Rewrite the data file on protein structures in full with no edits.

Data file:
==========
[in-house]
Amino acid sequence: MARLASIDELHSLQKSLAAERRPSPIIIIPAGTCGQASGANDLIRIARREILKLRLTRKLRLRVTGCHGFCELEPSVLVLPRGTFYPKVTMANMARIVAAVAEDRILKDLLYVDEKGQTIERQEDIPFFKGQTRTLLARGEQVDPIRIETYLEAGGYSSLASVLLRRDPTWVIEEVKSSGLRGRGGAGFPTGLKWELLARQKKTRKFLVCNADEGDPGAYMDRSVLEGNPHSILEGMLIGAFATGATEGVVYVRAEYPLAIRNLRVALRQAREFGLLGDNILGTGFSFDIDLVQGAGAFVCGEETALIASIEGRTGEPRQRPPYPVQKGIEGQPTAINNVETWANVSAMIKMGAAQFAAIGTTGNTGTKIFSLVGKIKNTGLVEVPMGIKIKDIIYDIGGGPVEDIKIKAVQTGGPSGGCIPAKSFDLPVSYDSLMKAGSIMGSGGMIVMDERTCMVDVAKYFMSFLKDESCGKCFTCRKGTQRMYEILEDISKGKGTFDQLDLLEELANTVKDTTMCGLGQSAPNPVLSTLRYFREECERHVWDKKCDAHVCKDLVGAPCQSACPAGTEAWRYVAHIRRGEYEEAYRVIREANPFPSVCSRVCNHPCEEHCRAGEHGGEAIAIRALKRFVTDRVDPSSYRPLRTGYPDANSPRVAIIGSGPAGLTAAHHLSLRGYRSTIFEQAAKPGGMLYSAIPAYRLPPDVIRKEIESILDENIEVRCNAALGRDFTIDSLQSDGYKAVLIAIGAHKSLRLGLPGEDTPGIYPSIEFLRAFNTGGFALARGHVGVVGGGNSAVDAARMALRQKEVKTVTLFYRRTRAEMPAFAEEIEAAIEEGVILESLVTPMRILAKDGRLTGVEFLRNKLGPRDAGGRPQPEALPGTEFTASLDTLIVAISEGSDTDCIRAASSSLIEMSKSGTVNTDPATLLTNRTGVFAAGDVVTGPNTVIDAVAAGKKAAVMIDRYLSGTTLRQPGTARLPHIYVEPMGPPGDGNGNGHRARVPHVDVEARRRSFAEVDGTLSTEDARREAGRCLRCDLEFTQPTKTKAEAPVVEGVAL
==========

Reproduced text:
[in-house]
Amino acid sequence: MARLASIDELHSLQKSLAAERRPSPIIIIPAGTCGQASGANDLIRIARREILKLRLTRKLRLRVTGCHGFCELEPSVLVLPRGTFYPKVTMANMARIVAAVAEDRILKDLLYVDEKGQTIERQEDIPFFKGQTRTLLARGEQVDPIRIETYLEAGGYSSLASVLLRRDPTWVIEEVKSSGLRGRGGAGFPTGLKWELLARQKKTRKFLVCNADEGDPGAYMDRSVLEGNPHSILEGMLIGAFATGATEGVVYVRAEYPLAIRNLRVALRQAREFGLLGDNILGTGFSFDIDLVQGAGAFVCGEETALIASIEGRTGEPRQRPPYPVQKGIEGQPTAINNVETWANVSAMIKMGAAQFAAIGTTGNTGTKIFSLVGKIKNTGLVEVPMGIKIKDIIYDIGGGPVEDIKIKAVQTGGPSGGCIPAKSFDLPVSYDSLMKAGSIMGSGGMIVMDERTCMVDVAKYFMSFLKDESCGKCFTCRKGTQRMYEILEDISKGKGTFDQLDLLEELANTVKDTTMCGLGQSAPNPVLSTLRYFREECERHVWDKKCDAHVCKDLVGAPCQSACPAGTEAWRYVAHIRRGEYEEAYRVIREANPFPSVCSRVCNHPCEEHCRAGEHGGEAIAIRALKRFVTDRVDPSSYRPLRTGYPDANSPRVAIIGSGPAGLTAAHHLSLRGYRSTIFEQAAKPGGMLYSAIPAYRLPPDVIRKEIESILDENIEVRCNAALGRDFTIDSLQSDGYKAVLIAIGAHKSLRLGLPGEDTPGIYPSIEFLRAFNTGGFALARGHVGVVGGGNSAVDAARMALRQKEVKTVTLFYRRTRAEMPAFAEEIEAAIEEGVILESLVTPMRILAKDGRLTGVEFLRNKLGPRDAGGRPQPEALPGTEFTASLDTLIVAISEGSDTDCIRAASSSLIEMSKSGTVNTDPATLLTNRTGVFAAGDVVTGPNTVIDAVAAGKKAAVMIDRYLSGTTLRQPGTARLPHIYVEPMGPPGDGNGNGHRARVPHVDVEARRRSFAEVDGTLSTEDARREAGRCLRCDLEFTQPTKTKAEAPVVEGVAL